With favorable results driven by recent reductions in claims frequency and further recognition of material reserve redundancies, workers’ compensation underwriting performance is expected to remain strong in 2021, according to Fitch Ratings.
However, this level of profitability is unsustainable longer term, as claims trends are expected to normalize while competitive forces create renewed pricing pressure, Fitch analysts add. The workers’ compensation industry posted a third consecutive year of 90 or below combined ratios in 2020. This came with a 10% reduction in annual written premiums amid the pandemic, which also led to a sharp decline in claims frequency versus the prior year.
Fitch said pandemic-related losses, particularly for essential services and health care providers to date, are manageable for insurers but remain a source of uncertainty. The segment’s combined ratio is anticipated to remain in the low 90 range for 2021.
Workers’ compensation continues to demonstrate the strongest reserve position of any property/casualty industry product line, with calendar year favorable developments averaging 15% of segment earned premiums for the last four years. The segment’s reserve strength was likely maintained in accident year 2020, as reported loss ratios may have underestimated the benefits of declining frequency on incurred losses.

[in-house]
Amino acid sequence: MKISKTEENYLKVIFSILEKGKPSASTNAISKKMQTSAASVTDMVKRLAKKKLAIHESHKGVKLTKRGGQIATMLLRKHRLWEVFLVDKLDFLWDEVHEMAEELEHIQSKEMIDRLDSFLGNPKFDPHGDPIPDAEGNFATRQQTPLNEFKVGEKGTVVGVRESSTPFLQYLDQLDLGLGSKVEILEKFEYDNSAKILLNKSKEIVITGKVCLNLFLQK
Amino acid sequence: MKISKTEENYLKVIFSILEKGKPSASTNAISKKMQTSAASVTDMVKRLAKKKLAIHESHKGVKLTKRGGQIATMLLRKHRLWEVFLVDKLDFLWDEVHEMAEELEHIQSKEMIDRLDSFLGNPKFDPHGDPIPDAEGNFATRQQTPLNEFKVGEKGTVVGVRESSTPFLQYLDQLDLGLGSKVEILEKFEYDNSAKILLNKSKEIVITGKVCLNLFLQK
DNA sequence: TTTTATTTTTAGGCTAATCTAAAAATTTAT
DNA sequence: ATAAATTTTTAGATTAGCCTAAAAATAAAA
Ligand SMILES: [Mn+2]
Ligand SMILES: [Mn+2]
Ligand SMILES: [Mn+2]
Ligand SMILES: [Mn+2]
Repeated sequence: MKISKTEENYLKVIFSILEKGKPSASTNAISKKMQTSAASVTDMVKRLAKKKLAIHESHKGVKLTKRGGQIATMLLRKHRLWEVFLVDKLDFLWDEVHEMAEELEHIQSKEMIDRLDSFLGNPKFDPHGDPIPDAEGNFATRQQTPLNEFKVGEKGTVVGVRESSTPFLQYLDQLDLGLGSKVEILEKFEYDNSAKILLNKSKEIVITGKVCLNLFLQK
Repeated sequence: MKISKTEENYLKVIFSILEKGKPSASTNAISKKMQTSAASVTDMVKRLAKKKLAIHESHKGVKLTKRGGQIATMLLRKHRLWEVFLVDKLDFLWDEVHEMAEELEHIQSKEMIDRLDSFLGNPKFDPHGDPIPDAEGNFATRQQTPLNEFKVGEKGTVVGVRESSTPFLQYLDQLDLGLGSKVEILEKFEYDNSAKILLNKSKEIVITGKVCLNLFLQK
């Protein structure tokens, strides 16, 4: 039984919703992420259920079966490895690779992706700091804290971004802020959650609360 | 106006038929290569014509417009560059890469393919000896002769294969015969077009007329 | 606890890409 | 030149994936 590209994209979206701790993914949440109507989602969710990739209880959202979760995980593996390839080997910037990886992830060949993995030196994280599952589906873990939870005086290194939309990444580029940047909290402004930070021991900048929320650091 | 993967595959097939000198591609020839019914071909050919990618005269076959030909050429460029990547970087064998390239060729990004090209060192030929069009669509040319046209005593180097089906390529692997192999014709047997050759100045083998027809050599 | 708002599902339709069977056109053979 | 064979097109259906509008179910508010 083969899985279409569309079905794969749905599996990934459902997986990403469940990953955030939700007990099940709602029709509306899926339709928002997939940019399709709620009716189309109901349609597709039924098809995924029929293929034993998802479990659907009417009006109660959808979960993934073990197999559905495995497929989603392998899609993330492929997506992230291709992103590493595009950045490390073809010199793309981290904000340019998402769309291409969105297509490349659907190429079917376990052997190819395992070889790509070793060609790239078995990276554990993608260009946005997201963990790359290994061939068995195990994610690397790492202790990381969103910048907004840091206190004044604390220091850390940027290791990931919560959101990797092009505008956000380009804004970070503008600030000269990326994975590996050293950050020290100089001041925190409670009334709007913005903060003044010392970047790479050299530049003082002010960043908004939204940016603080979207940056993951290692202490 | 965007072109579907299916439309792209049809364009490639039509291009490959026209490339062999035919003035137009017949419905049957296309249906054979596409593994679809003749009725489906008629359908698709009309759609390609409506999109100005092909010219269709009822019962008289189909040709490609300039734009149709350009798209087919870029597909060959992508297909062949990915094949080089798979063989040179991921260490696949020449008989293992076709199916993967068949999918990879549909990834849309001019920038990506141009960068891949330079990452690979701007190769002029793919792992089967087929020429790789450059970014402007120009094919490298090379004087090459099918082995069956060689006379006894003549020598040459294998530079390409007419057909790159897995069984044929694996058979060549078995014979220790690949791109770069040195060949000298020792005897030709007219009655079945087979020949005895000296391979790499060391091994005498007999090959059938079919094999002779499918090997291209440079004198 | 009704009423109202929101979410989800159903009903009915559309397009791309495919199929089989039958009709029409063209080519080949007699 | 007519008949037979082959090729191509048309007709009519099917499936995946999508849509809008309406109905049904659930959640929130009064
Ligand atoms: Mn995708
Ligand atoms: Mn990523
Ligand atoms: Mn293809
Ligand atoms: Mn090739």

Pricing for the segment contrasts with other commercial property and liability lines that have reported rising prices for the last two years or more. After years of declining premium rates in response to favorable results, uncertainty tied to the coronavirus promoted a stabilization in pricing in 2020. However, Fitch expects rates to again start falling by year-end 2021 as normal economic activity and market competitive forces return. Claims frequency patterns are anticipated to normalize with the return to workplace norms and economic activity, according to Fitch. Loss severity has been stable in recent years but remains a greater source of future volatility with rising general inflation and the potential for higher future medical costs.
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